Contemporary artist Stephen Scott Young derives subject matter from everyday episodes, embracing realism with a style close to the tradition of Winslow Homer and Andrew Wyeth. Like them, he prefers the watercolor medium. Although Young paints landscape, still life, and genre scenes, his forte is the figure portrayal. Young has rendered The Veterans with a broad range of detail and a variety of techniques.

Young was invited to Greenville, South Carolina, in connection with a solo exhibition, to seek out subject matter that appealed to him. The Veterans is the first in a series of works commissioned by the Greenville County Museum of Art to create a Portrait of Greenville. On a side street, Young encountered Willie Norris and Dewitt Jackson, two local World War II veterans. Because it was Memorial Day weekend, the two naturally reminisced about their war experiences, and the artist drew from the encounter. This is not, however, Young's first painting to explore the topic of patriotism; as the son of a wounded Vietnam veteran, Young is sensitive to the ideal of military duty.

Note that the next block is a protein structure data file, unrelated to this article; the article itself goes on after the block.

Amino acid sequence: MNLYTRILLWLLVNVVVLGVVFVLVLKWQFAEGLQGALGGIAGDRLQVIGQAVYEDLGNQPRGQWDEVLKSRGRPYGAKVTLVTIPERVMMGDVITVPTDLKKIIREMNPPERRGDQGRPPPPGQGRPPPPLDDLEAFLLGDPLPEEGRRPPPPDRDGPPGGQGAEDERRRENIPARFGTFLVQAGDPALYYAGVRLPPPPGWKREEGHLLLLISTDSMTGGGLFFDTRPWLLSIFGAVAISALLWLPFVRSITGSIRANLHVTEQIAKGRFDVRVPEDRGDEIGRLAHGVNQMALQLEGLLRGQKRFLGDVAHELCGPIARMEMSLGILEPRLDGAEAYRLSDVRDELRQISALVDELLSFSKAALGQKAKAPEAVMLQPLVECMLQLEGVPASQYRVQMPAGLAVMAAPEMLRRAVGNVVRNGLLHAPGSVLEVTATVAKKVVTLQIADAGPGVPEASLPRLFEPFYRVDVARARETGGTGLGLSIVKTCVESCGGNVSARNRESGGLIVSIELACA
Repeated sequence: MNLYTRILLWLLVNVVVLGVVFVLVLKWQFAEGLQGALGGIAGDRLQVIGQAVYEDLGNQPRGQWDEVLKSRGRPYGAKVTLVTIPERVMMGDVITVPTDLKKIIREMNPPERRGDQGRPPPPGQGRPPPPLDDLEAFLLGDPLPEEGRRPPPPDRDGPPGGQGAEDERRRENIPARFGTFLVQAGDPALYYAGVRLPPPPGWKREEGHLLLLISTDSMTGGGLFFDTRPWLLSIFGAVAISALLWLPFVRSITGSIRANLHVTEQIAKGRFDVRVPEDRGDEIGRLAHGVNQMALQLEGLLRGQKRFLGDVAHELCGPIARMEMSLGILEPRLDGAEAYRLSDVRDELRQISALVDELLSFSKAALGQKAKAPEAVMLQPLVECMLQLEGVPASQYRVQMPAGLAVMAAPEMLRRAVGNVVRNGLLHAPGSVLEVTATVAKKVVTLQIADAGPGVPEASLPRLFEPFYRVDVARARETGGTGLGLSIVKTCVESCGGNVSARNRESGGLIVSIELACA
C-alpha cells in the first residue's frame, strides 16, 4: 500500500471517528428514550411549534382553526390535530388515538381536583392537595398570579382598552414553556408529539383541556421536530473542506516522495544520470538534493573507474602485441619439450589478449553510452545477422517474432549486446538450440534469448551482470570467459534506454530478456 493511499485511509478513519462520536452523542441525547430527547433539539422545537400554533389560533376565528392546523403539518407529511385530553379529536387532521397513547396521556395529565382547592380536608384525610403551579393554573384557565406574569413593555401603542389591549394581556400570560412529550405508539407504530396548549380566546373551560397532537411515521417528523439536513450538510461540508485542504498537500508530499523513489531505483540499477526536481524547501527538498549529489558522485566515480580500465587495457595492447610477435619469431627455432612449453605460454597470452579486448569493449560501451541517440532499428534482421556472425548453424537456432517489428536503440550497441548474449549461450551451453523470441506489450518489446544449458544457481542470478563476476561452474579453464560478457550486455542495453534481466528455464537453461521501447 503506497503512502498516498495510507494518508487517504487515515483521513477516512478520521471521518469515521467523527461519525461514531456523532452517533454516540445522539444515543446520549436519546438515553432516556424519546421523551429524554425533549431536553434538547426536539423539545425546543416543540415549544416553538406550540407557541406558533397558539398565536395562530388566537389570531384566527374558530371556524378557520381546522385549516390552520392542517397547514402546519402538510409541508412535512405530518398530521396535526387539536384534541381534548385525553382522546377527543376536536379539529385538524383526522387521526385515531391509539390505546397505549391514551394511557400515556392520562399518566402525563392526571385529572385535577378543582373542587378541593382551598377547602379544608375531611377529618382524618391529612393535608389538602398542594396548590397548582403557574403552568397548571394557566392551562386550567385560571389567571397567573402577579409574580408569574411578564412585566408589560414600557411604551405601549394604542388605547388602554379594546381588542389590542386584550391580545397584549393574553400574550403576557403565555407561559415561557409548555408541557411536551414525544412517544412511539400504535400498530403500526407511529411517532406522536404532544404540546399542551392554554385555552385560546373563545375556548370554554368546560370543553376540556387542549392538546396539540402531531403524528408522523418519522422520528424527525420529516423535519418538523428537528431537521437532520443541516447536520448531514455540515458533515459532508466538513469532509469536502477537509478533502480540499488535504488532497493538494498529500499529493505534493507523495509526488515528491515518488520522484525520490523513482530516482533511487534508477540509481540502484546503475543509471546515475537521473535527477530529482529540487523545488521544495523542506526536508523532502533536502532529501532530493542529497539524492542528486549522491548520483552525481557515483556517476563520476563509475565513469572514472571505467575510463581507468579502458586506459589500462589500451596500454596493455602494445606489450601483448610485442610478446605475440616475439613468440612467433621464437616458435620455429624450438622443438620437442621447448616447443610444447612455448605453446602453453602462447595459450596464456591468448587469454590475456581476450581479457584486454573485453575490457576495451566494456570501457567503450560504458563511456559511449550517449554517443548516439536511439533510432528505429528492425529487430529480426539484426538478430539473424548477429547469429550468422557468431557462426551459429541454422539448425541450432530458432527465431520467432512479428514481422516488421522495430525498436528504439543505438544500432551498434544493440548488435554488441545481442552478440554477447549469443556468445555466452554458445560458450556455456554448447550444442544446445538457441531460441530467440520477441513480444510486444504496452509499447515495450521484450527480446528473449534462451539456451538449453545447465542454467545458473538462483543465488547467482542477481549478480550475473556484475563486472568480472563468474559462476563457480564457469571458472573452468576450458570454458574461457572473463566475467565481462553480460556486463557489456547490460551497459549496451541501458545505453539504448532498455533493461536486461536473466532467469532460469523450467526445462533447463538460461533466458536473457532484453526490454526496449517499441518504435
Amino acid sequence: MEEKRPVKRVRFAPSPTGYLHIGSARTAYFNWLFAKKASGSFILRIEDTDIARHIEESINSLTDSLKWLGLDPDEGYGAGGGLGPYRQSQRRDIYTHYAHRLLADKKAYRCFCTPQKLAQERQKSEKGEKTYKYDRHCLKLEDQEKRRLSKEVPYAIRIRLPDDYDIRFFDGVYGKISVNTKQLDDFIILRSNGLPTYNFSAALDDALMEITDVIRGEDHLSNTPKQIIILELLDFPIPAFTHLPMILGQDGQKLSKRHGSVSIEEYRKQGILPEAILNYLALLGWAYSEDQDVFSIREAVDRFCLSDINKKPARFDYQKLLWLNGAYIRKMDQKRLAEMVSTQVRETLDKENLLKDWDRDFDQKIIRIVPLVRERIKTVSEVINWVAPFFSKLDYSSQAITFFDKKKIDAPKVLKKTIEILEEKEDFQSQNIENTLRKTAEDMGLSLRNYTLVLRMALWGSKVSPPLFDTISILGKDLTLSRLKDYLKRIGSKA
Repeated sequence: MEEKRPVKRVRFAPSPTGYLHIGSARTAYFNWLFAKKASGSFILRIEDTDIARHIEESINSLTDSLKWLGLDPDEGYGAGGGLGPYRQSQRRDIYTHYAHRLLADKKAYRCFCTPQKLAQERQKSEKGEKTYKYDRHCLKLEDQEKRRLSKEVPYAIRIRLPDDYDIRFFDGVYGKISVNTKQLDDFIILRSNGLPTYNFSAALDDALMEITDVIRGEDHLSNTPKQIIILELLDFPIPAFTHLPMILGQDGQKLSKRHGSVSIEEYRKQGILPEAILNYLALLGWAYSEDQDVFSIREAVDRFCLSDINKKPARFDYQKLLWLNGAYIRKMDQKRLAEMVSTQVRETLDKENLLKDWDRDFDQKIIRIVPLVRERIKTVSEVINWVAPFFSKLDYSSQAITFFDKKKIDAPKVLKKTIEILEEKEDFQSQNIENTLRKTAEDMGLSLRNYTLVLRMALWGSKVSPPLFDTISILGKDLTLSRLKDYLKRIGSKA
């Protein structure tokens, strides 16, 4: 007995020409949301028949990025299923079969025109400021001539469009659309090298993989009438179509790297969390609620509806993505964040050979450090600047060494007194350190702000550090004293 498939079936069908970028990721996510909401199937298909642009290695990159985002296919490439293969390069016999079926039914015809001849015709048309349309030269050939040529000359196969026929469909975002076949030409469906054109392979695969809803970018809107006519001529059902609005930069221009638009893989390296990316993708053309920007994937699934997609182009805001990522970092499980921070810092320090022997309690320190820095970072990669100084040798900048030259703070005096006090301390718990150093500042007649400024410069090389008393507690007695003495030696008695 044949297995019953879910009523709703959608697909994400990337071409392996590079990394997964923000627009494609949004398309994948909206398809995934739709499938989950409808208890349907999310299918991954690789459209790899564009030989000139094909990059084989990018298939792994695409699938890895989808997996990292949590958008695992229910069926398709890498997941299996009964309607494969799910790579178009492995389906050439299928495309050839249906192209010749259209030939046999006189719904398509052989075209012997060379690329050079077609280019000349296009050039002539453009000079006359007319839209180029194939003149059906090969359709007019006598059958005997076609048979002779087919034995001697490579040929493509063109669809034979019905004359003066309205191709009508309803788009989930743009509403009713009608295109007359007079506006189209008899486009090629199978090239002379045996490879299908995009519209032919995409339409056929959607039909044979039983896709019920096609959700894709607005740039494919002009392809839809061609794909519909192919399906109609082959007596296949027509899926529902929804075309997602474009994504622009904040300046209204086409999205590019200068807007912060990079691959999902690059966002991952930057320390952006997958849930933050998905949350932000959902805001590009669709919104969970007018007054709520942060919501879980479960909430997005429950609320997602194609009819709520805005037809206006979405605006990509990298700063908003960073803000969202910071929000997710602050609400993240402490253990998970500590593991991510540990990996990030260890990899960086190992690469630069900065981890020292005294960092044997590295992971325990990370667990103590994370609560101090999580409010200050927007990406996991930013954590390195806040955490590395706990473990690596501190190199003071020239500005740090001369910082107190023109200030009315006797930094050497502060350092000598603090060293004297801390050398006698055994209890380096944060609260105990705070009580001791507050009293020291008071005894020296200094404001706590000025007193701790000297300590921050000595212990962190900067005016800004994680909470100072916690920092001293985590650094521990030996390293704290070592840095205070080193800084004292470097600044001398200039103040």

One of the final illustrations in the Museum's catalogue, Young's painting is in many ways a celebration of the Southern art legacy documented in Greenville County Museum of Art: The Southern Collection. By re-examining American art from this fresh perspective, the Southern Collection challenges conventional parameters that have confined previous studies. It is a bountiful tribute to what has passed, and an inspiration to uncover additional reserves of regional talent.


1 As quoted by A. V. Huff, "A History of Greenville County," unpublished manuscript, 79 - 80.

2 Tuckerman, Book of the Artists (1867; reprint, New York: James F. Carr, 1967), 451.

3 Baltimore Gazette, December 16, 1865, as quoted by Alfred C. Harrison, "Bierstadt's Bombardment of Fort Sumter Reattributed," Antiques, February, 1986, 420.